Hepatic stellate cells (HSCs) activation represents an essential event during alcoholic liver fibrosis (ALF). Previous studies have demonstrated that the rat HSCs could be significantly activated after exposure to 200 μmol/L acetaldehyde for 48 h, and the cAMP/PKA signaling pathways were also dramatically upregulated in activated HSCs isolated from alcoholic fibrotic rat liver. Exchange protein activated by cAMP (EPAC) is a family of guanine nucleotide exchange factors (GEFs) for the small Ras-like GTPases Rap, and is being considered as a vital mediator of cAMP signaling in parallel with the principal cAMP target protein kinase A (PKA). Our data showed that both cAMP/PKA and cAMP/EPAC signaling pathways were involved in acetaldehyde-induced HSCs. Acetaldehyde could reduce the expression of EPAC1 while enhancing the expression of EPAC2. The cAMP analog Me-cAMP, which stimulates the EPAC/Rap1 pathway, could significantly decrease the proliferation and collagen synthesis of acetaldehyde-induced HSCs. Furthermore, depletion of EPAC2, but not EPAC1, prevented the activation of HSC measured as the production of α-SMA and collagen type I and III, indicating that EPAC1 appears to have protective effects on acetaldehyde-induced HSCs. Curiously, activation of PKA or EPAC perhaps has opposite effects on the synthesis of collagen and α-SMA: EPAC activation by Me-cAMP increased the levels of GTP-bound (activated) Rap1 while PKA activation by Phe-cAMP had no significant effects on such binding. These results suggested that EPAC activation could inhibit the activation and proliferation of acetaldehyde-induced HSCs via Rap1. PMID:26854595

  16. Activation of GPR30 inhibits cardiac fibroblast proliferation.

    PubMed

    Wang, Hao; Zhao, Zhuo; Lin, Marina; Groban, Leanne

    2015-07-01

    The incidence of left ventricular diastolic dysfunction significantly increases in postmenopausal women suggesting the association between estrogen loss and diastolic dysfunction. The in vivo activation of G protein-coupled estrogen receptor (GPR30) attenuates the adverse effects of estrogen loss on cardiac fibrosis and diastolic dysfunction in mRen2.Lewis rats. This study was designed to address the effects of GPR30 on cardiac fibroblast proliferation in rats. The expression of GPR30 in cardiac fibroblasts isolated from adult Sprague-Dawley rats was confirmed by RT-PCR, Western blot analysis, and immunofluorescence staining. Results from BrdU incorporation assays, cell counting, carboxyfluorescein diacetate succinimidyl ester labeling in conjunction with flow cytometry, and Ki-67 staining showed that treatment with G1, a specific agonist of GPR30, inhibited cardiac fibroblast proliferation in a dose-dependent manner, which was associated with decreases in CDK1 and cyclin B1 protein expressions. In the GPR30-KO cells, BrdU incorporation, and CDK1 and cyclin B1 expressions significantly increased when compared to GPR30-intact cells. G1 had no effect on BrdU incorporation, CDK1 and cyclin B1 mRNA levels in GPR30-KO cells. In vivo studies showed increases in CDK1 and cyclin B1 mRNA levels, Ki-67-positive cells, and the immunohistochemistry staining of vimentin, a fibroblast marker, in the left ventricles from ovariectomized mRen2.Lewis rats versus hearts from ovary-intact littermates; 2 weeks of G1 treatment attenuated these adverse effects of estrogen loss. This study demonstrates that GPR30 is expressed in rat cardiac fibroblasts, and activation of GPR30 limits proliferation of these cells likely via suppression of the cell cycle proteins, cyclin B1, and CDK1. PMID:25893735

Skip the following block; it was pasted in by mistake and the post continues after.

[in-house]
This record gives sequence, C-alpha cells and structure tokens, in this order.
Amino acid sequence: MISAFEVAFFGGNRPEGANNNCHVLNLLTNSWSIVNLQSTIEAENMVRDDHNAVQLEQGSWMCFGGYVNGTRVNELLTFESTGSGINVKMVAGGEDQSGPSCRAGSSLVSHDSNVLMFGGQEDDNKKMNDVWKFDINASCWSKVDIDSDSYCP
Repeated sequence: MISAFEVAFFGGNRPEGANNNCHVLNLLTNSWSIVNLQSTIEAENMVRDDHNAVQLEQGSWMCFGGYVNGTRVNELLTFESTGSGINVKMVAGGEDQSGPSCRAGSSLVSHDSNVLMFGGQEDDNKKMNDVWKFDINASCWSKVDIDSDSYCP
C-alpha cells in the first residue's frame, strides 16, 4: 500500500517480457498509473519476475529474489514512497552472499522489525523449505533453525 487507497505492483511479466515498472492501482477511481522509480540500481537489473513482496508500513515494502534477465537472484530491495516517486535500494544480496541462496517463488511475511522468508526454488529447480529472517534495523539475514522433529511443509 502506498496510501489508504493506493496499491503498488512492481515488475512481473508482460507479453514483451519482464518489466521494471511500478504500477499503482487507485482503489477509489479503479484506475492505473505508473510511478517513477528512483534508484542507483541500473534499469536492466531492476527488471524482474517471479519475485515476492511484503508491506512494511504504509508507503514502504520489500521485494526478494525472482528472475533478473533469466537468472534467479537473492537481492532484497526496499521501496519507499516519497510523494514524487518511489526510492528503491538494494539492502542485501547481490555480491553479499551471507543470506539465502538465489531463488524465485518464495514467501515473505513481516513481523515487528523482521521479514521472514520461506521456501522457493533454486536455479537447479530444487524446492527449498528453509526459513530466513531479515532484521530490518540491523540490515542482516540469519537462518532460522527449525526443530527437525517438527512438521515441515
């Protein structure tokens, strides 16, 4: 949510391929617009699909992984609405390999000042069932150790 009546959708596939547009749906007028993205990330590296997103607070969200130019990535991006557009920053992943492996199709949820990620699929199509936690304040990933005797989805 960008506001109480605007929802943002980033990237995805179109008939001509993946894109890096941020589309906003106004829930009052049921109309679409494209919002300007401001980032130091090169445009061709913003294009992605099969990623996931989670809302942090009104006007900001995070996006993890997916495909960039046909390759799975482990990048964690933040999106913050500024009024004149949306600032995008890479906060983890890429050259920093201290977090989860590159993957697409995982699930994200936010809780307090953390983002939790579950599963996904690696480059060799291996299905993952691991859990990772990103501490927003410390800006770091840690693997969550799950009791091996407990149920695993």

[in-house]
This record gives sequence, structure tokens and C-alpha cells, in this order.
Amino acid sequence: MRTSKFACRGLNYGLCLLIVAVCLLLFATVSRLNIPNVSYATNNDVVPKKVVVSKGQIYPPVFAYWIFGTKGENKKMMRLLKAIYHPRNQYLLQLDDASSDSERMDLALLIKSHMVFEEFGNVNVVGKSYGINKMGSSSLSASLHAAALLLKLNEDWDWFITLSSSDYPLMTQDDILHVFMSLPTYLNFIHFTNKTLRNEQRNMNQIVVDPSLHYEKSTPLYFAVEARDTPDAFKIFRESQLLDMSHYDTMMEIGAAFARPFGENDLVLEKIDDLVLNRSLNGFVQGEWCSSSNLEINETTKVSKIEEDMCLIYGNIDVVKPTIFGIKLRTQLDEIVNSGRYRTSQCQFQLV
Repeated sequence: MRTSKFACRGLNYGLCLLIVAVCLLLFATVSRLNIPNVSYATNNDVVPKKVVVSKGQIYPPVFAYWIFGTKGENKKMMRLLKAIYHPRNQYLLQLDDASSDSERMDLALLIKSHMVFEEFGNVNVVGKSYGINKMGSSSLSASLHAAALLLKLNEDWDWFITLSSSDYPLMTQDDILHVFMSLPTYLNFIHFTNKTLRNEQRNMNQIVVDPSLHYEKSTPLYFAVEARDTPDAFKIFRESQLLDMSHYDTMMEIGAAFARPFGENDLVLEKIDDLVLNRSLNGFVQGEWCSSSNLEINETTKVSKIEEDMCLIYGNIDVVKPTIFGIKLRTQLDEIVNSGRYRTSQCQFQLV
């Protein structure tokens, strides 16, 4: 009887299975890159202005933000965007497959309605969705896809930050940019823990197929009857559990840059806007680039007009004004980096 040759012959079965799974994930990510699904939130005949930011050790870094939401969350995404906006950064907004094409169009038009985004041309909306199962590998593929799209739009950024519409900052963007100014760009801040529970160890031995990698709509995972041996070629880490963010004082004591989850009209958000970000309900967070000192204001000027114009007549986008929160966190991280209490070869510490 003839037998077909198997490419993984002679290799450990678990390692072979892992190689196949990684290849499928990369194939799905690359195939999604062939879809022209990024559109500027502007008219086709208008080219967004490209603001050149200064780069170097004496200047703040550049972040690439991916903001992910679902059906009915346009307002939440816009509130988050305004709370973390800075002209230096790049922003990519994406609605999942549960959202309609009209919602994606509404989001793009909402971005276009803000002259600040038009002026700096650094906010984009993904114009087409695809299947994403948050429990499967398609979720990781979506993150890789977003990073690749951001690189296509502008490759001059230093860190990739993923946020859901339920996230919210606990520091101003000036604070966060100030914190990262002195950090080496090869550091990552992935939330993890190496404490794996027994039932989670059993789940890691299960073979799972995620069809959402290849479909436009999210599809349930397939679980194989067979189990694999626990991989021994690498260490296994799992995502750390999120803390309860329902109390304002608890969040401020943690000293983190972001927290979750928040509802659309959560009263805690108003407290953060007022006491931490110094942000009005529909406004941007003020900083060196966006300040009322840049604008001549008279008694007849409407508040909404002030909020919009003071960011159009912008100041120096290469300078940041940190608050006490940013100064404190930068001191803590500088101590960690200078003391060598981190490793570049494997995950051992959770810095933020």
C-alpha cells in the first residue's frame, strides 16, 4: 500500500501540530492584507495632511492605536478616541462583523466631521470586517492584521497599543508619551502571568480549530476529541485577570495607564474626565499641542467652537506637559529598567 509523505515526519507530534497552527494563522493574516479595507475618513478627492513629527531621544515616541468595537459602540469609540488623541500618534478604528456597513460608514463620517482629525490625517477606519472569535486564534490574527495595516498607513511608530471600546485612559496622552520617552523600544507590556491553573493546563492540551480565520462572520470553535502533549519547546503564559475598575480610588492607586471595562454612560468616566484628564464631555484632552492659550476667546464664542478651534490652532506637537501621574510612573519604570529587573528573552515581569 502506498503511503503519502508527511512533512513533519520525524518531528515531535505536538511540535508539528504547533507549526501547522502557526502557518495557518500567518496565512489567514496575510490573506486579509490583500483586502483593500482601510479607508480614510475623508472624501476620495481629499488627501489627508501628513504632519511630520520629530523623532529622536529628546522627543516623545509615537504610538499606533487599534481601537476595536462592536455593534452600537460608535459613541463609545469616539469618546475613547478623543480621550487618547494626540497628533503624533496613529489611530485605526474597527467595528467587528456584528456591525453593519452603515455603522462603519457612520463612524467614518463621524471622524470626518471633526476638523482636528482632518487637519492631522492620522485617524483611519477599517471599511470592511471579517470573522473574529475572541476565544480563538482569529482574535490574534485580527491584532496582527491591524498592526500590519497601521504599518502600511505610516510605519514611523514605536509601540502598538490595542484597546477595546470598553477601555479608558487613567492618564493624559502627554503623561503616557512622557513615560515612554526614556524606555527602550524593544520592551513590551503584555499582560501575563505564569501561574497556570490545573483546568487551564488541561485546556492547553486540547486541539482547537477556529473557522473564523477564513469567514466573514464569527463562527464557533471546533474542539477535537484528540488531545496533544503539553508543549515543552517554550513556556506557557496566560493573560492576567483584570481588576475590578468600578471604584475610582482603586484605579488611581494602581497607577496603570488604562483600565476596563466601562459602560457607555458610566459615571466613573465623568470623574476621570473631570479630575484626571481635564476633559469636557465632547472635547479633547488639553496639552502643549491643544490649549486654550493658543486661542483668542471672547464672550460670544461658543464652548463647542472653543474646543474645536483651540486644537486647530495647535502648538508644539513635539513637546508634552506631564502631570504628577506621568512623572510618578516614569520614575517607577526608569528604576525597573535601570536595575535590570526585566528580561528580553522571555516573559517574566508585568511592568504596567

17. Irregular activity arises as a natural consequence of synaptic inhibition

    SciTech Connect

    Terman, D.; Rubin, J. E.; Diekman, C. O.

    2013-12-15

    Irregular neuronal activity is observed in a variety of brain regions and states. This work illustrates a novel mechanism by which irregular activity naturally emerges in two-cell neuronal networks featuring coupling by synaptic inhibition. We introduce a one-dimensional map that captures the irregular activity occurring in our simulations of conductance-based differential equations and mathematically analyze the instability of fixed points corresponding to synchronous and antiphase spiking for this map. We find that the irregular solutions that arise exhibit expansion, contraction, and folding in phase space, as expected in chaotic dynamics. Our analysis shows that these features are produced from the interplay of synaptic inhibition with sodium, potassium, and leak currents in a conductance-based framework and provides precise conditions on parameters that ensure that irregular activity will occur. In particular, the temporal details of spiking dynamics must be present for a model to exhibit this irregularity mechanism and must be considered analytically to capture these effects.

  18. Irregular activity arises as a natural consequence of synaptic inhibition

    NASA Astrophysics Data System (ADS)

    Terman, D.; Rubin, J. E.; Diekman, C. O.

    2013-12-01